"At the same time, says the Realist, we have to prevent the influence of Chinese money and presence around the world from corroding the essential attributes of democracy by suppressing dissent. We have to make sure that universities, political parties, broadcasting, social media, and all the innovations that the 2020s will bring do not succumb to any one state or idea. And we have to speak up vigorously for those persecuted for yearning for freedom of speech, in Hong Kong or elsewhere.

Ah, says the Hawk, this is like a new Cold War then? We talk to them about arms control but otherwise it becomes a wholly confrontational relationship? No, the Realist has to explain. Arms control is not the only thing for which we need China. The USSR didn’t own trillions of dollars of US treasury bonds. Nor was it vital to prevent the growing threat of global pandemics. And it wasn’t an indispensable part of global agreements on climate change and biodiversity, which are now inescapably urgent."


"The Realist knows there will be a tension between not being dependent on China and finding a new way to work with it. Managing that tension will be the great challenge of foreign policy."

Realists often just lack self awareness.



I agree with much of your diagnosis but disagree on the policy solutions.

"Finance is the fantasy." So what? People like fantasy and we can use policy to let finance enclose itself voluntarily in a sandbox where it no longer affects the real economy.

"Where is the workshop of the world? Asia." You yourself point out China is authoritarian and shuts down finance only through brutal repression.

"Of course the FED monetizes the debt, creating assets in the real economy" More accurately, the Fed backstops privately-created new net financial assets after the fact.

"the public sector debt grows justifying austerity." Just monetize the debt, as private debt is monetized by the Fed.

"Financiers have destroyed companies like IBM, Intel and Boeing with their greed." So give financiers a purely virtual sandbox to play in where they get higher returns than selling real widgets.

"Proviso is not met, the Queen appears to own even the least valuable land (e.g Seabed) This alone justifies a Land Value Tax and Inheritance Taxes." Or just print money to buy back land and return it to Commons ...


@aragon: Specifically, I agree on basic income as a policy solution, but disagree with policies attempting to regulate away finance. A regulatory approach will just end up in another endless war causing more problems than it solves, like the War on Drugs.


Who needs regulation.

Glass–Steagall kept Merchant banks in their box from 1933 until Bill Clinton let them out.

The separation of commercial and investment banking prevented securities firms and investment banks from taking deposits, and commercial Federal Reserve member banks from:

* dealing in non-governmental securities for customers,

* investing in non-investment grade securities for themselves,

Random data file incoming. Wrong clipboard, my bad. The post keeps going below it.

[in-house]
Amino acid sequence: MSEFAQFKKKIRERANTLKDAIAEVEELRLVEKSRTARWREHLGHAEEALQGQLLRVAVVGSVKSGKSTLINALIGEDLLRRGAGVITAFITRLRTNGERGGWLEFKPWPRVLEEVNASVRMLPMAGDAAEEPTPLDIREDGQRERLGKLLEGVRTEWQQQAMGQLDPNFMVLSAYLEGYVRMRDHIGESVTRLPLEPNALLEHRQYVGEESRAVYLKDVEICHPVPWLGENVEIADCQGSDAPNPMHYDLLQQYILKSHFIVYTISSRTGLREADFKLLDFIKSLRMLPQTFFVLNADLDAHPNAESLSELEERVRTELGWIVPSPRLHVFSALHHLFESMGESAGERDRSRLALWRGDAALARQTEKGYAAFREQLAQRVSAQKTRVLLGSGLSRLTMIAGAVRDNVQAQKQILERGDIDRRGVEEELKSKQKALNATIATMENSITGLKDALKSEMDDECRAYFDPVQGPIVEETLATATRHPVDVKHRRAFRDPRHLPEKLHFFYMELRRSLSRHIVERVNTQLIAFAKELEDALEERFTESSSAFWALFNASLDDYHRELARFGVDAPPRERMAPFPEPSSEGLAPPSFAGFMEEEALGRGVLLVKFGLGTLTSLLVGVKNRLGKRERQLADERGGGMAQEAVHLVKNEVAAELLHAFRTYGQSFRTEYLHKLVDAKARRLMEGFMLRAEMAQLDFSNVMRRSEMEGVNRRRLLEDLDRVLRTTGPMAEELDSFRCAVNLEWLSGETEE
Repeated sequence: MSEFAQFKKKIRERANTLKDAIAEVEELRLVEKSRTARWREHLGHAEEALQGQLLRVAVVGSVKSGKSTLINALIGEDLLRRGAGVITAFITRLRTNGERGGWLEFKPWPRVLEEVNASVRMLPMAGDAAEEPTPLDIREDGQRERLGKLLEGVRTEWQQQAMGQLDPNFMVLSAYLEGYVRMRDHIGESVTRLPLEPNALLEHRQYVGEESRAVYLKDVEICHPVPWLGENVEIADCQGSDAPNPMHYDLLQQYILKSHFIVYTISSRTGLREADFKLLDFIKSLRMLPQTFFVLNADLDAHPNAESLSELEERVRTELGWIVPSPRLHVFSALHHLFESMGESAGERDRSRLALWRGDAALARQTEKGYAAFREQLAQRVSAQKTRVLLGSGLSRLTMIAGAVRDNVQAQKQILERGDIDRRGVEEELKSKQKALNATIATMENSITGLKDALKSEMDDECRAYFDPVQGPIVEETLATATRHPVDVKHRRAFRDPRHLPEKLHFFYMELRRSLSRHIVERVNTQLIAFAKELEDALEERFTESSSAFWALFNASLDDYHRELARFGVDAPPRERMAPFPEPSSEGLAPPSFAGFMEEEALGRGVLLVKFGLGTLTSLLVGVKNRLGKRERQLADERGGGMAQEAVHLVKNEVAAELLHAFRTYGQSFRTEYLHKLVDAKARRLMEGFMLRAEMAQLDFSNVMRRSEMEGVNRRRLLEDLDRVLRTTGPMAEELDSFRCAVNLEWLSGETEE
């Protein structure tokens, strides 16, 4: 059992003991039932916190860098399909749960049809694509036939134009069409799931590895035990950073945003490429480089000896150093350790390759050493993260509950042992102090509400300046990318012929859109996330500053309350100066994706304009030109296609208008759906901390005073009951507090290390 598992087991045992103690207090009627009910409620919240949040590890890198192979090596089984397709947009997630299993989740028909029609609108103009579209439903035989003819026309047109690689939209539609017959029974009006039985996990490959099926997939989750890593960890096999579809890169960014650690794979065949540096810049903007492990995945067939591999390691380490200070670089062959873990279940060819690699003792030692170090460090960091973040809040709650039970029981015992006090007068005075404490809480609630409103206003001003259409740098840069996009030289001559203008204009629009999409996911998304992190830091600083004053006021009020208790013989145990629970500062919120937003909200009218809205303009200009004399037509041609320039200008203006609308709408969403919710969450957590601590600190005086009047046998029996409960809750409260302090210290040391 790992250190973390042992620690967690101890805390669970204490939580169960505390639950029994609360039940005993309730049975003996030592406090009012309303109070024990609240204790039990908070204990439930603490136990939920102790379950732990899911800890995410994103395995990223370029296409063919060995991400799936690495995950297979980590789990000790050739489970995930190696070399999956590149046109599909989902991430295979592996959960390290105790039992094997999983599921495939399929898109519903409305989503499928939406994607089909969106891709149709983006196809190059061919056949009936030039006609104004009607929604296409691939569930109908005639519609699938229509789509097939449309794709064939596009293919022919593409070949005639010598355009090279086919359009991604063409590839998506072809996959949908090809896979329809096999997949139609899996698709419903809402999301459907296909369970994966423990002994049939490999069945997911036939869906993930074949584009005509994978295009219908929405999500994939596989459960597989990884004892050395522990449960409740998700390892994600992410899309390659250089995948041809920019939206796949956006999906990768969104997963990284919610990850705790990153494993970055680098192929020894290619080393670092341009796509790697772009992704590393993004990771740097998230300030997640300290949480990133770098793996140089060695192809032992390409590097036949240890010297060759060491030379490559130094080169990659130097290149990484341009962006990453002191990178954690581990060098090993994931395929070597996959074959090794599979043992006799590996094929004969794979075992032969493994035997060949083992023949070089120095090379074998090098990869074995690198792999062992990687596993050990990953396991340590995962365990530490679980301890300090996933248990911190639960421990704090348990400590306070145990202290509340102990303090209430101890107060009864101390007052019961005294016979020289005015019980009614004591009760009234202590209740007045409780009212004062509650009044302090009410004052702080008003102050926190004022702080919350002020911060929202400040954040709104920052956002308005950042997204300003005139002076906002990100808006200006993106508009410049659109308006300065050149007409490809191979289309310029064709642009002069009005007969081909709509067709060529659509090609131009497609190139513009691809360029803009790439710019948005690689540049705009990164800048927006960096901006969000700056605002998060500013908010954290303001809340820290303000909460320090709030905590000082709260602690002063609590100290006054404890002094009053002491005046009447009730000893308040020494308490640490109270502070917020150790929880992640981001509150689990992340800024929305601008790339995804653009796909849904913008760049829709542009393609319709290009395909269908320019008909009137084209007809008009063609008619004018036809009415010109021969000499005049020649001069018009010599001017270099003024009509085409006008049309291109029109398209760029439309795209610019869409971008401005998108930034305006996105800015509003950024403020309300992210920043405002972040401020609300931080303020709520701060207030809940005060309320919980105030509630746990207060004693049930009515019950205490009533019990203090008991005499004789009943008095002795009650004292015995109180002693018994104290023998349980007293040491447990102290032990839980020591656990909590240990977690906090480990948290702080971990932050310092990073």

* underwriting or distributing non-governmental securities,

* affiliating (or sharing employees) with companies involved in such activities.

But how about a suggestion from that well known left wing rag, the economist.


"There are many potential advantages to publicly backed digital currencies. They might make payments easier. They might “democratise” central-bank money, the part of the central bank’s balance-sheet which, unlike physical cash, only banks can access now. And they would reduce the risk that cryptocurrencies replace government tender;"


"The problem of disrupting the banks may be avoidable with clever engineering. But it would be wise to consider whether it even needs avoiding in the first place. For those willing to entertain futuristic ideas, CBDCs may offer an opportunity to rethink the financial system from the ground up."


"Another idea is to make banks fund themselves with much more equity, rather than rely on deposits. That would make them look more like today’s mutual funds or other unleveraged investment vehicles. This is precisely what economists such as John Cochrane of Stanford University and Laurence Kotlikoff of Boston University have long advocated: that lenders should shed their dependence on flighty sources of financing, and that households’ funds should instead be parked in completely safe assets. For Mr Cochrane, CBDCs are an opportunity to pursue such “narrow banking”."


"Making subsidies explicit, however, is not always comfortable for the beneficiaries—or for regulators; obvious support attracts more public opprobrium. The real risk of CBDCs to the financial system may be that they eventually precipitate a new kind of run: on the idea that banks need to exist at all."

To summerise:

"CBDCs may offer an opportunity to rethink the financial system from the ground up."

"the idea that banks need to exist at all"

Now there's hope for the future!


«more civically and politically engaged, [,,,] the cash recipients were healthier, happier, and less anxious»

Consider a large part of the public opinion: "Why should I give a damn about my money making someone else more engaged and happier? What's in it for me and my family?".

There is a compelling answer, but it is based on mutuality/reciprocity rather than wishful dogoodery.

Besides the argument for UBI in the UK or Sweden based on humanitarian dogoodery feelings about "more engaged" and "happier" suffers from a fatal charge of shameful hypocrisy: if there is a case for for an UBI paid by the taxpayers of UK or Sweden because of humanitarian principle, it should go entirely or almost entirely to the poor of South Sudan or of Afghanistan. But try to sell politically that the UK or Sweden UBI should be paid in South Sudan or Afghanistan.


"if there is a case for for an UBI paid by the taxpayers of UK or Sweden because of humanitarian principle"